Watch yourself, lest you offer your burnt offerings wherever you see fit. Only in the place which the Lord chooses, in one of your territories, there shall you offer your burnt offerings and do all that the Lord commands. But, according to every desire of your being you may kill and eat flesh with God’s blessing in all of your gates. … When the Lord your God enlarges your borders, as he told you, and you say ‘I will eat flesh!’, because it is the desire of your being to eat flesh, then according to every desire of your being you may eat flesh. Since the place which the Lord your God will choose to place his name is far from you, you may kill from your herds and flocks which the Lord gave you, and eat them in your gates, according to every desire of your being. … Only those of your holy things which you have, and your vows, should you take and bring to the place which the Lord will choose. (Deuteronomy 12:13-26, italics mine)
The realia underlying this text is that of a national territory which exceeds the scope of expedient travel. Also underlying the text is a strong motivation to establish a powerful cultic and political center for the nation. That’s “the place which the Lord will choose” (it ends up being Jerusalem). Deuteronomy is obsessed with the problem of idolatry, and believes that in order to curb idolatry the cult must be focused on a geographic center. Thus its emphasis on visiting the center at regular intervals, either for seasonal festivals or to bring in tithes and celebrate first fruits. So the center must combat the growth of other nexi of worship. As such, this text is struggling with two ideals. On one hand, as presented in Leviticus, is the interest in restricting animal killing and eating to sacrificial contexts. On the other hand is the interest in maintaining a strong cultic center. These ideals are brought into direct contradiction by the unavoidable real fact of appetite for meat, which cannot be repressed or ignored. People simply have to eat meat more than four times a year, it is the desire of their being. So, a choice: to allow makeshift, local centers of sacrifice, or to allow the profanation of animal-killing. The actual human desire for flesh creates this contradiction. In turn, this contradiction produces the secularization of meat—which you may eat just because you want it.
Another positive ideology of eating meat marks the killing as a kind of victory. Wendy Doniger says of eating in the Vedas:
Food was not neutral, and feeding was not regarded as a regrettable but necessary sacrifice of the other for one’s own survival. One’s cuisine was one’s adversary. Eating was the triumphant overcoming of the natural and social enemy, of those one hates and is hated by.
There are multiple dimensions to this agonistic world-view. One is a kind of glorious alignment with the order of nature. ‘Fish eat fish’ is the way of things, so to slaughter animals is to take your rightful place at the top. Social domination is described in the same terms. Natural and social hierarchy meet via a cultural continuum.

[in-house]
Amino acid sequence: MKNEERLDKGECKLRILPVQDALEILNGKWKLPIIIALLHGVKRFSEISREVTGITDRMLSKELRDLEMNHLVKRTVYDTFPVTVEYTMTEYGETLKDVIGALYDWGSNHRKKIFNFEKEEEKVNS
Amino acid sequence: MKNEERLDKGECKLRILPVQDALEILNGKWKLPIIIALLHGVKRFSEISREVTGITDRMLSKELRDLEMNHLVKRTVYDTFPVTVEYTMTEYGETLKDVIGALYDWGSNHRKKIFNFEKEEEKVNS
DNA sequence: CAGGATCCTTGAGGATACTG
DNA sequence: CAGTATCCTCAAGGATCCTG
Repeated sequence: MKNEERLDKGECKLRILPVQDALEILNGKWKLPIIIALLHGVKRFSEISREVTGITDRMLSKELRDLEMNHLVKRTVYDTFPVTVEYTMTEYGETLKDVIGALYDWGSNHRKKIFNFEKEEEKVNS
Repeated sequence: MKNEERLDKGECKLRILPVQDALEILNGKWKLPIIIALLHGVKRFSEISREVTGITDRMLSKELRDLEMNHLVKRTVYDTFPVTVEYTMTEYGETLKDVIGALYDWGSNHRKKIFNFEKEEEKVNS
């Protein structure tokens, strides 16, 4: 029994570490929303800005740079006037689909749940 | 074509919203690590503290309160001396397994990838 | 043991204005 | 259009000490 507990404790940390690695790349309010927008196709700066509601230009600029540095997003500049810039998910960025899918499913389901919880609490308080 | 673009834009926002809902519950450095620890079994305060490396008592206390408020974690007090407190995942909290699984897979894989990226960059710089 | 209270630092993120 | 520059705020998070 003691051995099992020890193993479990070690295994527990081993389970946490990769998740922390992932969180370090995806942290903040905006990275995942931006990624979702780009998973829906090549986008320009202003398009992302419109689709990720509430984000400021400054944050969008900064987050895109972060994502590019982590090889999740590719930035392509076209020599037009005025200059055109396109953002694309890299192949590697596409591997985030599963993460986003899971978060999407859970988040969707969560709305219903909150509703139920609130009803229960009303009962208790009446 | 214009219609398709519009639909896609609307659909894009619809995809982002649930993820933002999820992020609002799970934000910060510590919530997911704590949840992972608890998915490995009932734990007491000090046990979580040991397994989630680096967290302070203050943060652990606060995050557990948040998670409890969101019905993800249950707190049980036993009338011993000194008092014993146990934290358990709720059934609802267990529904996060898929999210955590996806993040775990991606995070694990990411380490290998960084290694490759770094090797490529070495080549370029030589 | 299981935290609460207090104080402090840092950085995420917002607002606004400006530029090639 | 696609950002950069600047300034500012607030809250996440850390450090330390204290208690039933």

It also has cosmic and theological significance. The gods are imagined to have created the world by way of a primal sacrifice; human ritualists perpetuate it by regular sacrifice. The theological element tempers the gleeful brutality the naturalistic dimension might have on its own. “No one is a greater wrong-doer than the person who, without reverence to the gods and the ancestors, wishes to make his flesh grow by the flesh of others” (Manu 5.52).
Thus, within a stubbornly realist world-view in which every creature that participates in life really does so by killing, the only way to live with rectitude is to offer correct deference to the ultimate eaters, the gods.
Finally, killing possesses a regenerative power. In slaughtering a creature you imagine as your enemy, you gain political as well as digestive energy. Bakhtin talks a lot about this in his book on Rabelais, about how the earth upon which Abel was killed transforms his blood into fertility. (I am aware that this is the opposite of what is true in the text of the Bible itself.) He succinctly highlights the violence inherent in eating: “The kitchen and the battle meet and cross each other in the image of the rent body.” No feast can ever take place without a festal slaughter. In Rabelais’ peasant festivals, the doomed festal creature was symbolically connected to the clown-king, whose thrashing and uncrowning is followed by resurrection and fertility.
In certain French cities a custom was preserved almost to our time to lead a fatted ox through the streets during carnival season. … The ox was to be slaughtered, it was to be a carnivalesque victim. It was a king, a procreator, symbolizing the city’s fertility; at the same time, it was the sacrificial meat, to be chopped up for sausages and pates.
In this symbolic network, if meat corresponds to feast, vegetarianism corresponds to famine. Anyway, this mode of thought obviously makes no sense today. Our feast-cows today are so dwarfed by our technological edifice that it would be quaint to imagine them as our vanquished enemies. But I do want to explore ways of making our eating into a kind of triumph. We have adversaries too, whose symbolic toppling can offer us political and digestive energy. To that extent, the problem of eating animals is a red herring as an ethical question. Our questions should really be about how we can organize our collective activity around eating as a site of battle with the dark powers of capitalism. Our kitchens are zones of politics, and eating should be a victorious celebration of the ways in which they have fought off domination and destruction. Like Bakhtin, we can envision a kind of eating that is a “banquet for all the world”: “Man’s encounter with the world in the act of eating is joyful, triumphant; he triumphs over the world, devours it without being devoured himself. The limits between man and the world are erased, to man’s advantage.”